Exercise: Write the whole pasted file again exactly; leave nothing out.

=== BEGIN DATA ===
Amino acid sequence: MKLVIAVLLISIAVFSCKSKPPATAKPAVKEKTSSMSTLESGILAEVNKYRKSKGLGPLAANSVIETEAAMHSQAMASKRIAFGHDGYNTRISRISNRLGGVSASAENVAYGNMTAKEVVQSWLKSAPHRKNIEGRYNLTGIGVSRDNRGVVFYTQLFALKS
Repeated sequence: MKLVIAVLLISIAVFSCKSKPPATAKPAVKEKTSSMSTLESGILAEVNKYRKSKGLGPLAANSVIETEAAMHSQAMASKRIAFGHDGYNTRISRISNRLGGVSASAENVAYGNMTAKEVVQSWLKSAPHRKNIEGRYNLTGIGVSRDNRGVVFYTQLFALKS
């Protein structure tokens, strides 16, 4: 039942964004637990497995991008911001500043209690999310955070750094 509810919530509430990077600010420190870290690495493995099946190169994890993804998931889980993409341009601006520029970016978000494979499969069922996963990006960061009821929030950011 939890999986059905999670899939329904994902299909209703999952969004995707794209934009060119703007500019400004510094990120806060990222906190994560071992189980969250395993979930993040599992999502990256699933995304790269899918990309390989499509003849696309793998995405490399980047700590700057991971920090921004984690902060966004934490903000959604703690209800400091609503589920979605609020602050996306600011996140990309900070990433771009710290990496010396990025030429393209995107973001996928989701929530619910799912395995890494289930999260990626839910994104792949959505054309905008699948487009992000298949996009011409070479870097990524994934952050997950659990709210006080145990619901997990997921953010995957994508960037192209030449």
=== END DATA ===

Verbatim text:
Amino acid sequence: MKLVIAVLLISIAVFSCKSKPPATAKPAVKEKTSSMSTLESGILAEVNKYRKSKGLGPLAANSVIETEAAMHSQAMASKRIAFGHDGYNTRISRISNRLGGVSASAENVAYGNMTAKEVVQSWLKSAPHRKNIEGRYNLTGIGVSRDNRGVVFYTQLFALKS
Repeated sequence: MKLVIAVLLISIAVFSCKSKPPATAKPAVKEKTSSMSTLESGILAEVNKYRKSKGLGPLAANSVIETEAAMHSQAMASKRIAFGHDGYNTRISRISNRLGGVSASAENVAYGNMTAKEVVQSWLKSAPHRKNIEGRYNLTGIGVSRDNRGVVFYTQLFALKS
């Protein structure tokens, strides 16, 4: 039942964004637990497995991008911001500043209690999310955070750094 509810919530509430990077600010420190870290690495493995099946190169994890993804998931889980993409341009601006520029970016978000494979499969069922996963990006960061009821929030950011 939890999986059905999670899939329904994902299909209703999952969004995707794209934009060119703007500019400004510094990120806060990222906190994560071992189980969250395993979930993040599992999502990256699933995304790269899918990309390989499509003849696309793998995405490399980047700590700057991971920090921004984690902060966004934490903000959604703690209800400091609503589920979605609020602050996306600011996140990309900070990433771009710290990496010396990025030429393209995107973001996928989701929530619910799912395995890494289930999260990626839910994104792949959505054309905008699948487009992000298949996009011409070479870097990524994934952050997950659990709210006080145990619901997990997921953010995957994508960037192209030449």